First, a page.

Resy Presents

The Women Cooking for Joy – And Driving a Revolution

by Melissa Thompson

For women, and women of colour, the journey to success in food is harder than most. They have pushed back against prejudice that has seen disproportionately fewer Black chefs open restaurants, get cookbook deals, and appear on television.

But ever so slowly, a movement is building.

The foundations were laid decades ago, but often operating on the periphery, shut out by the mainstream. But in the last two years, as the national consciousness belatedly awakens to the disparities that have marginalised some cuisines and their chefs, the food of the Black diaspora is starting, slowly, to get the recognition it deserves.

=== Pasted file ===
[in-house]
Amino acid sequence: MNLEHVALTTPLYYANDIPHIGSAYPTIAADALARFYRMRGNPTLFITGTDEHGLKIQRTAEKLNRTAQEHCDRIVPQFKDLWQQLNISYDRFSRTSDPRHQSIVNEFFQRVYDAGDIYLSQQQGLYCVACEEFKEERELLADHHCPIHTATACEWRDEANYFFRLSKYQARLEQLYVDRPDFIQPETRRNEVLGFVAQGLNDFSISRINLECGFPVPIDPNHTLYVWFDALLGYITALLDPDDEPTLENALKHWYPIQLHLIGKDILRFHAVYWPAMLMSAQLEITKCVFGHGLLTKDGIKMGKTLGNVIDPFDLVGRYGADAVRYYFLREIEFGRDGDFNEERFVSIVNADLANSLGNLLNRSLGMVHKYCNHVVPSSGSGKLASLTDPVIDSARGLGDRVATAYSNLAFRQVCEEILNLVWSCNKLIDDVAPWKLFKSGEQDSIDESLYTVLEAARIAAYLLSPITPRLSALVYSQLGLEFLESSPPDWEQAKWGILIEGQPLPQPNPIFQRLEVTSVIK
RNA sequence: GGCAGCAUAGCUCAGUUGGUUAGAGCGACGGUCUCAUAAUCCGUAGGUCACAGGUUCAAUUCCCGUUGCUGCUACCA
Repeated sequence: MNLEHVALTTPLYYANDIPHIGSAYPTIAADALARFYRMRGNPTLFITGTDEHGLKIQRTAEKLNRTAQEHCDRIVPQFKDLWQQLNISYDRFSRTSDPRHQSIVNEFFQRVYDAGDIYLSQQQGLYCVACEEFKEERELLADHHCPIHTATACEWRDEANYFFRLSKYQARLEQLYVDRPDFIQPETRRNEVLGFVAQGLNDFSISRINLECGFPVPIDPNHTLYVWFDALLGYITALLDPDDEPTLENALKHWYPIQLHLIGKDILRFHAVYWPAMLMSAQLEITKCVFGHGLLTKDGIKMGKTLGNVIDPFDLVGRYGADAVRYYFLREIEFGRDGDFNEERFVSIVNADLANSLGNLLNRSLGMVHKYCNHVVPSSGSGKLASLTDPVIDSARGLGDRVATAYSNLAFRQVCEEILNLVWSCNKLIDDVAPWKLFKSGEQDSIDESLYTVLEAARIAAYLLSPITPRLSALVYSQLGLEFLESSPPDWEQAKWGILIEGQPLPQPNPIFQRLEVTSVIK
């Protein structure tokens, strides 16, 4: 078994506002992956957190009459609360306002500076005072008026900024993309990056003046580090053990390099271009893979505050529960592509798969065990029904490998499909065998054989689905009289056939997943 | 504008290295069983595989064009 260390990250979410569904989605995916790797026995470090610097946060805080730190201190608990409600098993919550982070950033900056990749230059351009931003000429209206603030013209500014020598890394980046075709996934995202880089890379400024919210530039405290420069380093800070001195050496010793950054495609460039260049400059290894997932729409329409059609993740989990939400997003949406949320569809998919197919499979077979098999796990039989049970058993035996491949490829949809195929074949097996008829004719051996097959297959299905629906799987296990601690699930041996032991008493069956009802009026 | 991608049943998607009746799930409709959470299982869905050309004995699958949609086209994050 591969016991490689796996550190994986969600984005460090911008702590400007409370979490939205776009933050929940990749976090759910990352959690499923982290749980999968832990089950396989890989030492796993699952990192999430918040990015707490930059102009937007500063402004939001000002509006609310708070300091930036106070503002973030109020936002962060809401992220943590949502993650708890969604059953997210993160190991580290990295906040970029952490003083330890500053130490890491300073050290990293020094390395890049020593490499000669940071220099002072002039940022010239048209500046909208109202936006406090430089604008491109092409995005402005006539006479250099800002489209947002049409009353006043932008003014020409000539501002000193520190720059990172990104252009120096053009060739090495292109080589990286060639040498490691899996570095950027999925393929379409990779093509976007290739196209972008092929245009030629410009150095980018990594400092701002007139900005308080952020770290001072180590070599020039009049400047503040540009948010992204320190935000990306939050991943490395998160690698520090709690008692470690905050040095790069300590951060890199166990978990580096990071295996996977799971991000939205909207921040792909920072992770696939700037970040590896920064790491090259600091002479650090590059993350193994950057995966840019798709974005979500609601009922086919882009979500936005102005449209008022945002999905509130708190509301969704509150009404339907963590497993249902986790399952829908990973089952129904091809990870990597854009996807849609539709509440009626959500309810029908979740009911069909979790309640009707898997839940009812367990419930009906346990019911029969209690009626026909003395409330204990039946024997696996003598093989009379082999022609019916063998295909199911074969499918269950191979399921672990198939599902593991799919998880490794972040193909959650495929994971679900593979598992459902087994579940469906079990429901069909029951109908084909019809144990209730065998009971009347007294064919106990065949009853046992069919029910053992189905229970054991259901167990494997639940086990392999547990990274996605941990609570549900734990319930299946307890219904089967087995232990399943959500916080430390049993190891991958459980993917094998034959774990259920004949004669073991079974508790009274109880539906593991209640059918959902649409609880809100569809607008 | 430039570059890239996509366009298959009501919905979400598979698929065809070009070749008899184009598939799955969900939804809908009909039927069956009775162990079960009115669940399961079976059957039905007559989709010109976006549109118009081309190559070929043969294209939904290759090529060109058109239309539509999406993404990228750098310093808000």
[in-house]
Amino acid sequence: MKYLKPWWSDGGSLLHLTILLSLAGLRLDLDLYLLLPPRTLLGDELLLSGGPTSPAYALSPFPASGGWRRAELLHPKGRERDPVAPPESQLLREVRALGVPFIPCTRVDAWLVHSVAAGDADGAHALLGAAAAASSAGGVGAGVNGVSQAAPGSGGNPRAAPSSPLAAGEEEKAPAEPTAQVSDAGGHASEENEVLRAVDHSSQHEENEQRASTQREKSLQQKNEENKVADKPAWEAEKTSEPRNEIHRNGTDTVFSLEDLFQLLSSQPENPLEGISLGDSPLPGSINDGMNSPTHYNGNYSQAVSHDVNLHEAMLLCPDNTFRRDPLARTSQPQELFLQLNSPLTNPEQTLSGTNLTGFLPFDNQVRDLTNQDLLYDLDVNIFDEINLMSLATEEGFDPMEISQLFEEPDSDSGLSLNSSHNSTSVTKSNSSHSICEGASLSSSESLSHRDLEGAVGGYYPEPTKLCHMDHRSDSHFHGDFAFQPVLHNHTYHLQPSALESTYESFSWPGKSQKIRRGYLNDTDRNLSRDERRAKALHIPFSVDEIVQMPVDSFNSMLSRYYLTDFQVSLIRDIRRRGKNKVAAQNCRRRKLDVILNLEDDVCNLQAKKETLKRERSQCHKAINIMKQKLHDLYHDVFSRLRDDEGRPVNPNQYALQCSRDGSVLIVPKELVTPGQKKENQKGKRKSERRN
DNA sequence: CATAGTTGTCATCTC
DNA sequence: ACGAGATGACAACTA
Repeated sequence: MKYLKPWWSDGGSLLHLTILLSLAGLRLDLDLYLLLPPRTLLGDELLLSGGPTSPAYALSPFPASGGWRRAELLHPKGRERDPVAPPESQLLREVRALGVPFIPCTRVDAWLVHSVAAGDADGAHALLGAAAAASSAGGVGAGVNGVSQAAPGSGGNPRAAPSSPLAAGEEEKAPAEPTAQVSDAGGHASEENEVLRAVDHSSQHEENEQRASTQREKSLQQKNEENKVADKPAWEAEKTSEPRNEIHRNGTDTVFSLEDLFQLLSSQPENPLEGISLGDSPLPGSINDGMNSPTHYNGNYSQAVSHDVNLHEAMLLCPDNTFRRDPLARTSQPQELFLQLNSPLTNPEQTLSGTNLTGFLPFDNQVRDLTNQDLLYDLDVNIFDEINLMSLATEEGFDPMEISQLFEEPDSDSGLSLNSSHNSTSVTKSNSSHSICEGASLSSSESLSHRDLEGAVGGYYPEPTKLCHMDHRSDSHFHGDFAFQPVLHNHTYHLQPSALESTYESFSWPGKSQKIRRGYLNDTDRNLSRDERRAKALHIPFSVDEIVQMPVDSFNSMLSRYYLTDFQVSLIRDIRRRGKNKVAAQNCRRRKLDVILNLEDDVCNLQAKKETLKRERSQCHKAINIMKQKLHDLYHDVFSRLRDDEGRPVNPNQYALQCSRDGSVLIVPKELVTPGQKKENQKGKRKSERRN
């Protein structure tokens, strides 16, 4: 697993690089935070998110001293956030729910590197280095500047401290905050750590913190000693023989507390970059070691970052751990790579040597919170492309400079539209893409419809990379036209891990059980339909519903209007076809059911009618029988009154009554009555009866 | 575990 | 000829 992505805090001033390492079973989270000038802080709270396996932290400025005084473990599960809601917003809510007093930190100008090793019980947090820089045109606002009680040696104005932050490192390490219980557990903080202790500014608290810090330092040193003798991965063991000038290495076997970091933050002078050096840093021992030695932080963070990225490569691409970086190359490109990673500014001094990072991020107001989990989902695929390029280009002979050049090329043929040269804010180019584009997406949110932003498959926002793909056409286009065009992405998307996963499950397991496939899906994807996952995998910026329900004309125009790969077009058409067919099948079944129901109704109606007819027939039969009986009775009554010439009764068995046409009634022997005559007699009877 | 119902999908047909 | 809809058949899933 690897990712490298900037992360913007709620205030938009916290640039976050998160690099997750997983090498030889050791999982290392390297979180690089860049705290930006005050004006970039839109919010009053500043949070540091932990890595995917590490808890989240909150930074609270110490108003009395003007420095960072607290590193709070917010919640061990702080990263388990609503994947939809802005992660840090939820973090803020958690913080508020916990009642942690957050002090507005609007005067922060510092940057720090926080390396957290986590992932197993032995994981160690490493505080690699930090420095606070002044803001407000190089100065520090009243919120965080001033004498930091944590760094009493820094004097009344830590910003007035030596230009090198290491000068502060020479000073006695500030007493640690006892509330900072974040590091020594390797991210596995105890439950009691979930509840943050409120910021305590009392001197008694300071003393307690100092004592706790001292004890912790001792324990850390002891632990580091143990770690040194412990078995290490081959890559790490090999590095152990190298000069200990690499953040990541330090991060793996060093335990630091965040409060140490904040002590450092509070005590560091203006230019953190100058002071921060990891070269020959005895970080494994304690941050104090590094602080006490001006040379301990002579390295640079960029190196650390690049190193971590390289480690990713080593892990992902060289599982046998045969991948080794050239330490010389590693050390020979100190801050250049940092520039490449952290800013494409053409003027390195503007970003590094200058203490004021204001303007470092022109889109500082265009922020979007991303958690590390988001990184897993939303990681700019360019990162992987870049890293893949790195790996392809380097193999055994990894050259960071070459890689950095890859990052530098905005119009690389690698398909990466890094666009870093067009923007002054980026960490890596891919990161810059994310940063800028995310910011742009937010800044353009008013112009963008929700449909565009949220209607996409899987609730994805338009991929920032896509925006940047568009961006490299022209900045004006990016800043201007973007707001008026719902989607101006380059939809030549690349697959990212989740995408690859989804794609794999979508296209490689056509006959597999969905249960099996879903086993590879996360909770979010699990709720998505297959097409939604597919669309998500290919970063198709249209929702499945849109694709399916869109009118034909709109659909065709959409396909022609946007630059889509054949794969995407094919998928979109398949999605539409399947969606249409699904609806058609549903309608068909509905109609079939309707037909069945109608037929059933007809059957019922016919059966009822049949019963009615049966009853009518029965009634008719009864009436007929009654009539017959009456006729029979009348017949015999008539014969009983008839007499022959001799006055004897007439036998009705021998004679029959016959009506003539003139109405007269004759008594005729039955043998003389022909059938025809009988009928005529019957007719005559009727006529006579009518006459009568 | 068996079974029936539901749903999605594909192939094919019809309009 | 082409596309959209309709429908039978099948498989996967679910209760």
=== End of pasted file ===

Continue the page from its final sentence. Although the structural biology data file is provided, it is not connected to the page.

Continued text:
And leading the charge are Black women cooking for joy, and whose brilliance in the kitchen is driving a revolution.

Portraits by Yvonne Maxwell

Maria Bradford, Chef and Founder of Shwen Shwen

Shopping in the stunning markets of Sierra Leone engages all the senses. To hold the produce and feel its weight,…


Adejoké Bakare, Chef-Owner, Chishuru

Food was always Adejoké Bakare’s first love. But it was never a viable career option. Instead, she took a job…


Maureen Tyne, Chef and Co-Founder, Maureen & Verna’s

Years before London’s supperclub scene took off, Maureen Tyne was cooking in her Brixton home and selling it to a…


Marie Mitchell, Chef and Co-Founder of Island Social Club

Marie Mitchell finds peace in food. The meditative stirring of a pot, the rhythmic chopping of ingredients, the exhilaration of…